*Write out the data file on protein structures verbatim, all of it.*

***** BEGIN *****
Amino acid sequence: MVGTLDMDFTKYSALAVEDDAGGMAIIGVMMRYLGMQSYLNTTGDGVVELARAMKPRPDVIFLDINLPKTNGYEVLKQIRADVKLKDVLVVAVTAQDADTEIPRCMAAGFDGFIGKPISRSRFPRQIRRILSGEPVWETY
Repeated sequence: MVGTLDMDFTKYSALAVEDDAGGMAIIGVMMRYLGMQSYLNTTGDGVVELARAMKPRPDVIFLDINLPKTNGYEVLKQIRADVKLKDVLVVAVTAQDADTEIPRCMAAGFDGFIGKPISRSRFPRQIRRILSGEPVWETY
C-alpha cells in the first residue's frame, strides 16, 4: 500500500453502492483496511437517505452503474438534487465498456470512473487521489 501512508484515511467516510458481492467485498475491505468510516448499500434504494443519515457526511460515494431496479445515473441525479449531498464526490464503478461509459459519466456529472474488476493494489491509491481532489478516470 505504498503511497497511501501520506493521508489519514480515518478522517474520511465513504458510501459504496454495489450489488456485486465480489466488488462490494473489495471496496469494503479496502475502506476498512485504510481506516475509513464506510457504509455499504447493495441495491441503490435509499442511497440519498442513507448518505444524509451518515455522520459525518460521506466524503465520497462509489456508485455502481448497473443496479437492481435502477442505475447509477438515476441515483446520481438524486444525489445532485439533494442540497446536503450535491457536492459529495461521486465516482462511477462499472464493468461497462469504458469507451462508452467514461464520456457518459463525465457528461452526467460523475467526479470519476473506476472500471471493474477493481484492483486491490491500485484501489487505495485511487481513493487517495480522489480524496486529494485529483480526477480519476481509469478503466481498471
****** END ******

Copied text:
Amino acid sequence: MVGTLDMDFTKYSALAVEDDAGGMAIIGVMMRYLGMQSYLNTTGDGVVELARAMKPRPDVIFLDINLPKTNGYEVLKQIRADVKLKDVLVVAVTAQDADTEIPRCMAAGFDGFIGKPISRSRFPRQIRRILSGEPVWETY
Repeated sequence: MVGTLDMDFTKYSALAVEDDAGGMAIIGVMMRYLGMQSYLNTTGDGVVELARAMKPRPDVIFLDINLPKTNGYEVLKQIRADVKLKDVLVVAVTAQDADTEIPRCMAAGFDGFIGKPISRSRFPRQIRRILSGEPVWETY
C-alpha cells in the first residue's frame, strides 16, 4: 500500500453502492483496511437517505452503474438534487465498456470512473487521489 501512508484515511467516510458481492467485498475491505468510516448499500434504494443519515457526511460515494431496479445515473441525479449531498464526490464503478461509459459519466456529472474488476493494489491509491481532489478516470 505504498503511497497511501501520506493521508489519514480515518478522517474520511465513504458510501459504496454495489450489488456485486465480489466488488462490494473489495471496496469494503479496502475502506476498512485504510481506516475509513464506510457504509455499504447493495441495491441503490435509499442511497440519498442513507448518505444524509451518515455522520459525518460521506466524503465520497462509489456508485455502481448497473443496479437492481435502477442505475447509477438515476441515483446520481438524486444525489445532485439533494442540497446536503450535491457536492459529495461521486465516482462511477462499472464493468461497462469504458469507451462508452467514461464520456457518459463525465457528461452526467460523475467526479470519476473506476472500471471493474477493481484492483486491490491500485484501489487505495485511487481513493487517495480522489480524496486529494485529483480526477480519476481509469478503466481498471